The main elements of a prior art chopper circuit as used in the present invention, are shown in
In the present invention, there is preferably a chopper circuit associated with each traction motor. This is illustrated in the prior art
The four traction motor systems 2005 are shown here connected in parallel with the power supply 2001. Each traction motor 2006 is associated with its own individual chopper circuit 2007. The IGBT 2020 is controlled by the locomotive computer system. The main current through each traction motor 2006 is monitored by a current transducer 2015.
A controller, such as for example a PLC 3016 receives the information from the input device 3011 and sends the information to the power control system (chopper circuit 3018 in the power control system), which subsequently individually controls a plurality of DC motors 3012.
The throttle input information is provided by an input device 3011 that the locomotive operator uses to request the amount of power to be applied to the rails via the motors 3012. This is typically a throttle notch between idle and eight positions but also could be an electronic device, such as an infinitely variable control or a touch screen.
A power source voltage sensing device 3021 is provided to measure the voltage of the power source 3010. A current sensing device 3052 is provided to measure the amount of current flowing from the power source 3010. Further individual motor current sensing devices 3022 enable the amount of current flowing to each DC motor 3012, 3013, 3014 and 3015 to be measured, allowing the information to be supplied to the controller 3016.
Axle alternators 3026 are electronic devices capable of measuring the revolutions of the axle on which they are installed. This information is sent to the controller 3016 to determine speed or detect situations that require attention and correction, such as wheel slip and wheel skid.
The controller 3016 is programmed according to usual methods to carry out the following functions. The controller processes throttle input requests, power source voltage, and determines current control points to satisfy individual traction motor power requirements. It also comprises a derate evaluation logic function 3028, which is logic to reduce the power demand below that requested by the operator for protection of equipment. This could include reducing power in case equipment is at risk of overheating or currents climb close to equipment design limits. It comprises a detection scaling function 3030, which is logic for determining non-optimal performance, such as wheel slip. Power reduction to individual motors is put in place in the case of differential wheel slip and overall power is reduced in the case of synchronous wheel slip. Power increase to individual motors is put in place in the case of differential wheel skid and overall power is increased in the case of synchronous wheel skid.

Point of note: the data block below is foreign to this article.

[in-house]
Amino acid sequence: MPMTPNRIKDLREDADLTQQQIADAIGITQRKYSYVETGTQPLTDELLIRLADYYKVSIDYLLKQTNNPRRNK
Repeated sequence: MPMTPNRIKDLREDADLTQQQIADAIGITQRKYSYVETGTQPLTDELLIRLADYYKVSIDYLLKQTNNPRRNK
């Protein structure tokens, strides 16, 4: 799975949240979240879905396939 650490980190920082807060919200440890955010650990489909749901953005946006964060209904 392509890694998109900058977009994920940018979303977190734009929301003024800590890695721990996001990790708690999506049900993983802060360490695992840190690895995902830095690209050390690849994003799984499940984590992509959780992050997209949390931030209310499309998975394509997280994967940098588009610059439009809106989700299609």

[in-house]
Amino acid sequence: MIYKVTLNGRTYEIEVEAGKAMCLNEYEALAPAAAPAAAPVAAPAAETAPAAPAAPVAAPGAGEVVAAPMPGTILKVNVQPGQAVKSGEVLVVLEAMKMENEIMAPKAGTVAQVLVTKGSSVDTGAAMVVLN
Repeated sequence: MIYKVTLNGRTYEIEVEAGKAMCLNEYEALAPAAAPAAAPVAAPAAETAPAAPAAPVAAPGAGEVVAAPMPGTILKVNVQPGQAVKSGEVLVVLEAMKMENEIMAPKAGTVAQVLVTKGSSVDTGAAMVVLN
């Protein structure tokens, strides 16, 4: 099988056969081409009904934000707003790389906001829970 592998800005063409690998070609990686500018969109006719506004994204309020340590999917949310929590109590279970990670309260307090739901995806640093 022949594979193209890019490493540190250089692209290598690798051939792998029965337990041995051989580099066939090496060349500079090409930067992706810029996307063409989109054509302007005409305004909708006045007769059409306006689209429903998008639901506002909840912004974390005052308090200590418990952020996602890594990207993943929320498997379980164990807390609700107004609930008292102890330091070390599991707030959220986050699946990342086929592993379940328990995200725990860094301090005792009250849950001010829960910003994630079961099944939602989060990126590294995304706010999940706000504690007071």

A ramping function 3032 is provided, which is logic to ramp requested throttle level at a rate that is reasonable for the locomotive. A power dispatch logic function 3034 is also provided, which is central logic that evaluates any pertinent derate conditions, any wheel slip, as well as the requested throttle level, to determine the appropriate power level to be sent to the pulse width modulation module 3036 as well as any individual power reductions that may be necessary.
The chopper circuit 3018 comprises the following elements. A clock 3038 comprises an integrated circuit that generates a series of pulses. A sequencer 3040 is an integrated circuit that sequences the pulses into uniform periods for purposes of the pulse width regions for each motor. A pulse width modulation module 3036 provides clipped triangular waveforms that result in the creation of a series of pulses, which is used essentially to toggle the power switch devices on and off according to the pulses. The drive switches 3042 are IGBTs that are switching devices that are capable of sequentially pulsing the power source to the different motors at a very fast rate.
In prior art applications, a single chopper circuit has been used to control the speed of all of the DC traction motors. This has a number of disadvantages. For example, if one of the wheels is slipping (non-synchronous wheel slip), the chopper reduces power to all of the motors which risks further exacerbation of the problem.
The method illustrated In
It is noted that the voltage amplitude of all power pulses can be constant. Thus at low speed, the motor current pulses are maximum amplitude. As speed increases, the motor develops a back emf which reduces the amplitude of the current pulses. This is compensated for by increasing pulse width.
The logic controller allows for pulse widths to individual motors to be controlled independently. Normally, all pulse widths are increased or decreased by the same amounts. The ability to individually control the level of power applied to different axles results in an efficient and effective approach to correcting wheel slip for both non-synchronous as well as synchronous wheel slip.
The method illustrated in
The advantages of individual chopper circuits with each traction motor are illustrated in
At 100% pulse widths, all motors are operating continuously. In this situation, it is possible to reduce power to one or more motors but not to increase power to any motor since they are all operating continuously at their maximum possible power level.
The percentages of peak locomotive power for each condition represented by